The Senate, at this writing, is discussing whether to grant government emergency powers to deal with Metro Manila’s monstrous traffic problem.
Many people are uneasy about the idea, as past experience shows it is quite easy to abuse emergency powers.
Besides, the no-window policy shows that a simple, common sense solution may actually work. The policy means that vehicles that should be off the streets on particular days because of their plate numbers are not allowed on the road at all, even for a few hours.
Motorists have noted some improvement in traffic on Edsa, as the no-window policy removes thousands of vehicles from clogged streets.
I have repeatedly said that removing traffic obstructions, like illegally parked vehicles and illegal public utility vehicle terminals, will give motorists more alternative routes.
Right now, for instance, Singalong and San Andres Streets are being dug up to improve the drainage system. Although only half the streets are passable, jeepneys still stop at street corners and pretty much anywhere to wait for passengers.
Privately owned vehicles are still parked on both sides of the roads, some even at street corners. Barangay officials and the police do not seem to notice.
Somebody asked recently why I still use GrabTaxi instead of Uber or GrabCar. Last Sunday, when I had to go to Farmers’ Market, I finally realized why I preferred a taxi, especially when coming from my apartment.
Taxi drivers, because they do not want to get lost and waste time and gas, follow clients’ directions, while car drivers tend to follow Waze. The app is useful when you are trying to find routes where traffic is lighter but, in my case at least, it misdirects the driver. It often tells him to go to the street behind my apartment, even if the address I give is on Singalong, because it tracks my mobile phone signal.
Waze also tells the driver to stop about 20 meters from where I am.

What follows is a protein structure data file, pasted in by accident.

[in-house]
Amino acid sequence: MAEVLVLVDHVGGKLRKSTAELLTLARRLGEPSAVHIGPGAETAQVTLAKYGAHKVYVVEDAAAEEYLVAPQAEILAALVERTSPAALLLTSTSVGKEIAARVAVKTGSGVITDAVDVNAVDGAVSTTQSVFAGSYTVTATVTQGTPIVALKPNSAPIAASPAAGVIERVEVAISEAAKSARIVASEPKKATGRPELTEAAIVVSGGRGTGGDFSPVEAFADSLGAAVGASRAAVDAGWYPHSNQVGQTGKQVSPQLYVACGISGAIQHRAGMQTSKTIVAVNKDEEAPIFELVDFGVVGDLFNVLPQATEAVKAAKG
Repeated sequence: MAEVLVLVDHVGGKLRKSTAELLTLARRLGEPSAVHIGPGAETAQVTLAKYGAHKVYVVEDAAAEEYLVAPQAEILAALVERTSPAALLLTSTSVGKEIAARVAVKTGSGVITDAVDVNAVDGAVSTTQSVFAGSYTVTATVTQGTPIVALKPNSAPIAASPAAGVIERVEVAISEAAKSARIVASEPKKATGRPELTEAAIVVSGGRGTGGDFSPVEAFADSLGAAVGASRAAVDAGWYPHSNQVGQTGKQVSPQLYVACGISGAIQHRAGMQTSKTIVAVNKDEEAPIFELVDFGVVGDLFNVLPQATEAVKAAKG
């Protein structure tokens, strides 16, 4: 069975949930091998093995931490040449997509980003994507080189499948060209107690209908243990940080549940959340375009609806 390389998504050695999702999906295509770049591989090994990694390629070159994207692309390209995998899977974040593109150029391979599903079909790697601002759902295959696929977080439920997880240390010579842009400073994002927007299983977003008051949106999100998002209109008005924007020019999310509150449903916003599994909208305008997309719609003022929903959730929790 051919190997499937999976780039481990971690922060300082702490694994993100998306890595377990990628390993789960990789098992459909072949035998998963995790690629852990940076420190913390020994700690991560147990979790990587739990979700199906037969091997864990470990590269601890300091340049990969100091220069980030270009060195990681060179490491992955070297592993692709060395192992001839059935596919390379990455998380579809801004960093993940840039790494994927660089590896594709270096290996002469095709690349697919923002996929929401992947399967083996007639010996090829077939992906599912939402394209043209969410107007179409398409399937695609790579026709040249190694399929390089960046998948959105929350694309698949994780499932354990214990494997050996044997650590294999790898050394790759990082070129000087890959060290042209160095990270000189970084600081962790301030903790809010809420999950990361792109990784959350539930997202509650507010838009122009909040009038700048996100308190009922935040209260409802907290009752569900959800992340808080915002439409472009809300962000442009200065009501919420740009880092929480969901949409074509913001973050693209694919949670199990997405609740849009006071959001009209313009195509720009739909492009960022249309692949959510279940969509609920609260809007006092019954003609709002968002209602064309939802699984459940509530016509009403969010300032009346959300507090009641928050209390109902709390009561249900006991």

Speaking of Uber, how does one send a complaint to its office? I had a lunch appointment in Quezon City on Oct. 28. Checking the rate for Uber, I saw a notification that a car was 13 minutes away. I exited the app and made other transport arrangements.
When I went home in an Uber car, I found that I was “fined” P100 for supposedly canceling the “trip” earlier.
It seems the Uber app is faster than the fastest gun in the West. I tried to protest that I did not book the trip, but the app complaint templates did not include what I wanted to say. I sent an e-mail and was given a link, which I could not access because it would not accept my password.
I have not booked with Uber since, fearing I would be charged just by accessing the app.
And what happens when the client is inconvenienced? On Oct. 21, I booked a car to go to Crowne Plaza for lunch. I thought I would be on time as a car was on its way to pick me up at about 11 a.m. But the driver canceled about 100 meters away because of a temporary traffic buildup.
I managed to get a GrabCar half an hour later. The driver even patiently turned around when he realized he had driven past, but I was terribly late.
Commuters get a 30-percent discount, or P100 to P70 on fares, for Robinsons Malls P2P (point-to-point) bus service from Robinsons Novaliches to Ayala and vice versa this November. Persons with disabilities, students and senior citizens pay P56 instead of P80.
Robinsons Novaliches is holding its Annual Christmas Bazaar until January 2017, 10 a.m. to 12 midnight.
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